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Thread: Saturday and back in the shop

  1. #1
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    Saturday and back in the shop

    The birds were shut up tight. I heard 3 gobbles on the roost before sun up. Then nothing the rest of the morning till.......... I sat under a cedar tree from 5:30 till 11:00 AM when I was about ready to leave to get my seeds in the ground and looked over my shoulder in the field behind me and I see a bird and wondered if I could cut him off but then I see 2 more I take a look through the bio's and yep they had beards. There were a good 350 yards out. I kit the box call once and got a gobble from one. I had them turned. It was 35 minutes later I was laying pron and waiting for the bad boy to pop his head up over the bluff. It seemed forever but he gobbled and I saw red as he worked back and forth trying to get a look at the hen that had called to him. Finilly he was 20 paces and gobbled and that was it. KA_BOOM down he went and the other two bolted. At 11:35 with 25 minutes to spare. To think I keep telling my self stay boy have patience they well come.
    Respectable bird at about 23 pounds just about 10.5 " and 1" spurs. Not the biggest by far but I will not complain. After that long sit.
    Attached Thumbnails Attached Thumbnails IMG_5655.JPG  
    I dream a lot. I do more painting when I'm not painting. It's in the subconscious.
    ::: Andrew Wyeth :::
    colonialrestorationstudio.com

  2. #2
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    Good bird Dave
    If you don't take pride in your work, life get's pretty boring.

    Rule of thumb is if you donít know what tool to buy next, then you probably donít need it yet.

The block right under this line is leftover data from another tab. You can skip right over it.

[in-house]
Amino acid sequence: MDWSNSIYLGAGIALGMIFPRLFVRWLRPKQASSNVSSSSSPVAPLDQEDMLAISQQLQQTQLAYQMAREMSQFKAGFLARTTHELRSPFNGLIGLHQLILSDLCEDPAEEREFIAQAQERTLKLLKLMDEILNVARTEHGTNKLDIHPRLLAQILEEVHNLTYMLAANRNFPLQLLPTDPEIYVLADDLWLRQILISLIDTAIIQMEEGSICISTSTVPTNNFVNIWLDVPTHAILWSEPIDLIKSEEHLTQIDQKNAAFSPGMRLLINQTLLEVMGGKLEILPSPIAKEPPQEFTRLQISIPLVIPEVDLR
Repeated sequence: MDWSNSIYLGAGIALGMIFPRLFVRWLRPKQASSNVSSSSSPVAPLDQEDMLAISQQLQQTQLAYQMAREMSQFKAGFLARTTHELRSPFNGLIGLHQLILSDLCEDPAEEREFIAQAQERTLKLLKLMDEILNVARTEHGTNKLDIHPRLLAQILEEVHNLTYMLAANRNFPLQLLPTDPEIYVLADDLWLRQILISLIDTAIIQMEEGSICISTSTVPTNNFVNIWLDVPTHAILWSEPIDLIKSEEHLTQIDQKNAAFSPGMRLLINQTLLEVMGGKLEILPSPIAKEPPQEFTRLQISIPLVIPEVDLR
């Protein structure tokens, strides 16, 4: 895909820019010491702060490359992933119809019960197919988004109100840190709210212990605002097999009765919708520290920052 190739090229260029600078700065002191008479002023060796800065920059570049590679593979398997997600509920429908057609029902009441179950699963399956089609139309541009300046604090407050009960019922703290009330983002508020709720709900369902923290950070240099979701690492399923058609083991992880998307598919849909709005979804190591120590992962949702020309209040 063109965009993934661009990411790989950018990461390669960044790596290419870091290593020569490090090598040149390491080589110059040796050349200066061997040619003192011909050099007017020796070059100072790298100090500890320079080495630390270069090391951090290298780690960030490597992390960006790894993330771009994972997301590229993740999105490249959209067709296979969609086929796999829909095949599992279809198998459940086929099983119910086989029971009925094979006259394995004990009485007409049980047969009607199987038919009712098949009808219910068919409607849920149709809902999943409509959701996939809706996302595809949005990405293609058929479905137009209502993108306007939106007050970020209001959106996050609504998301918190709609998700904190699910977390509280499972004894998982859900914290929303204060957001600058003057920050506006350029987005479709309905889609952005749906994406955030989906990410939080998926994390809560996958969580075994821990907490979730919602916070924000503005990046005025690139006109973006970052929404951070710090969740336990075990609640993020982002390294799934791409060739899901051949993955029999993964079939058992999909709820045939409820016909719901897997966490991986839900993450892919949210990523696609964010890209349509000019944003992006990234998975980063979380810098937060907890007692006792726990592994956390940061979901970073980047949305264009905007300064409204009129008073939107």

3. #3
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    What did you use to shoot him with dave?

    Sent from my DROIDX using Tapatalk
    Programmer - An organism that turns coffee into software.
    If all your friends are exactly like you, What an un-interesting life it must be.
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  4. #4
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    12 ga. @ 20 paces.
    I dream a lot. I do more painting when I'm not painting. It's in the subconscious.
    ::: Andrew Wyeth :::
    colonialrestorationstudio.com

  5. #5
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    Not having any experience in this, just curious, is there a lot of difference in the taste of wild and domesticated turkeys??

    By the way nice bird!
    Jesus was a Woodworker

  6. #6
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    Nice bird Dave. A lot of folks 'round here shoot them with pointy sticks. I get mine out of the freezer case down town. Just never could get in the hunting mood after south east Asia.

  7. #7
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    Quote Originally Posted by Dan Mooney View Post
    Not having any experience in this, just curious, is there a lot of difference in the taste of wild and domesticated turkeys??

    By the way nice bird!

    There is, especially if you bight into a missed piece of shot.

    Nice bird Dave!
    Darren

    To a small child, the perfect granddad is unafraid of big dogs and fierce storms but absolutely terrified of the word ďboo.Ē Ė Robert Brault

  8. #8
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    Quote Originally Posted by Darren Wright View Post
    There is, especially if you bight into a missed piece of shot.

    Nice bird Dave!
    HA!!! We did that shooting phesant when I was a kid. I'll bring the potatoes..what time is dinner?
    Your Respiratory Therapist wears Combat boots

  9. #9
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    Turkeys get head shot, don't have to worry about shot.
    I dream a lot. I do more painting when I'm not painting. It's in the subconscious.
    ::: Andrew Wyeth :::
    colonialrestorationstudio.com

  10. #10
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    I my humble opinion, wild turkey is way better than barn raised. The breast is always tender and juicy. Never a dry piece of meat, were as the barn raised/ store bought can be dry at times.
    If you don't take pride in your work, life get's pretty boring.

    Rule of thumb is if you donít know what tool to buy next, then you probably donít need it yet.

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